DKIM

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You can help prevent spoofing by adding a digital signature to outgoing message headers using the DKIM standard. This involves using a private domain key to encrypt your domain's outgoing mail headers, and adding a public version of the key to the domain's DNS records. Recipient servers can then retrieve the public key to decrypt incoming headers and verify that the message really comes from your domain and hasn't been changed along the way.

Google Apps' digital signature conforms to the DomainKeys Identified Mail (DKIM) standard.

Email authentication[edit | edit source]

  • If a message was correctly DKIM signed, a 'signed-by' header with the sending domain will appear.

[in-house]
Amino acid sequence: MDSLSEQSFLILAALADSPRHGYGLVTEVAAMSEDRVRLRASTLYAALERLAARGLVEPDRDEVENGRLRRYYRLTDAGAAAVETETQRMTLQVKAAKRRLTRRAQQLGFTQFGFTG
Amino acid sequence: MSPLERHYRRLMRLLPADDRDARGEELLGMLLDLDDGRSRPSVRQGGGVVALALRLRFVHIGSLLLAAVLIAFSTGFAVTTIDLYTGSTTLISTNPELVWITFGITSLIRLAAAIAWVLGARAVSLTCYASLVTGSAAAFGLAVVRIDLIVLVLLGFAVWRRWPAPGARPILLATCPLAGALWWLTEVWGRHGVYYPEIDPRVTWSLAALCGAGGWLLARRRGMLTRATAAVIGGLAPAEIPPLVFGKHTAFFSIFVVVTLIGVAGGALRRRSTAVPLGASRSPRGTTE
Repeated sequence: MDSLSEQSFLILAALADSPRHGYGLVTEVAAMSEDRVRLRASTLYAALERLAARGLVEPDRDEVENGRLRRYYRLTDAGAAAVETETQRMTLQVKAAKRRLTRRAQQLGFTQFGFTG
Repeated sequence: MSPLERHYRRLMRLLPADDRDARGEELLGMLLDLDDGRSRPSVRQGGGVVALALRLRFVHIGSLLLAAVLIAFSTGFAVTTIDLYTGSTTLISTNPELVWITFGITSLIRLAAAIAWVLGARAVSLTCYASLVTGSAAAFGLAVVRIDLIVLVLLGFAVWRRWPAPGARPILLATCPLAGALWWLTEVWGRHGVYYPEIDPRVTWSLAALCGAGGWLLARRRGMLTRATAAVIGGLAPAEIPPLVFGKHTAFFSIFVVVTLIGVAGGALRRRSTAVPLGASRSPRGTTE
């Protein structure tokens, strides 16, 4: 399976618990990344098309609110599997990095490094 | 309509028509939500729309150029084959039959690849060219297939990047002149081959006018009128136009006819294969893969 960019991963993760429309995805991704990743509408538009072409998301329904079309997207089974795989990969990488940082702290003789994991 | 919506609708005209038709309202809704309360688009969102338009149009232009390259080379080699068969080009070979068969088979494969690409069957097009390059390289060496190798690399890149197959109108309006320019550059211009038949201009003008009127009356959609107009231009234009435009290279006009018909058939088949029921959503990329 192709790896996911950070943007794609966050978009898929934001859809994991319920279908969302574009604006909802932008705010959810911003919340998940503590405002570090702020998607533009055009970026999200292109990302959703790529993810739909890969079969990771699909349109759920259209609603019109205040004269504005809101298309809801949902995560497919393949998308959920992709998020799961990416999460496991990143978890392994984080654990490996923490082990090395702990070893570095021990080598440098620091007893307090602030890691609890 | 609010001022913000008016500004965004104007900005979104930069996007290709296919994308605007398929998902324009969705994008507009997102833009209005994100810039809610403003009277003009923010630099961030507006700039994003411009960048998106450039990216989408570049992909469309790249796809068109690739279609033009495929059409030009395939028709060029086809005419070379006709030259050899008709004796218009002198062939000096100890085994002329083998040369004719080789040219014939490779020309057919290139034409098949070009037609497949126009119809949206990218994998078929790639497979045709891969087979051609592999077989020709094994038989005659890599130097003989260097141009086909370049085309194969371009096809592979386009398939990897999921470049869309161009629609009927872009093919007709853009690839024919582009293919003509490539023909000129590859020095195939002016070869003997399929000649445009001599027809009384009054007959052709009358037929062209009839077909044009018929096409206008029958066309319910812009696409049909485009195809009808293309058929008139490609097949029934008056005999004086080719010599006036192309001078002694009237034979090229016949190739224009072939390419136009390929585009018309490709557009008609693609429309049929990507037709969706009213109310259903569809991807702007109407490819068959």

• If a message was SPF authenticated, a 'mailed-by' header with the domain name will appear.
  • If no authentication information exists, there will be no signed-by or mailed-by headers.

If you're a sending domain[edit | edit source]


Tools[edit | edit source]

Dave Johnson (twitter://@protodave) lets you check your key length Your DKIM key should be at least 1024 bits.

Reference[edit | edit source]

http://www.dkim.org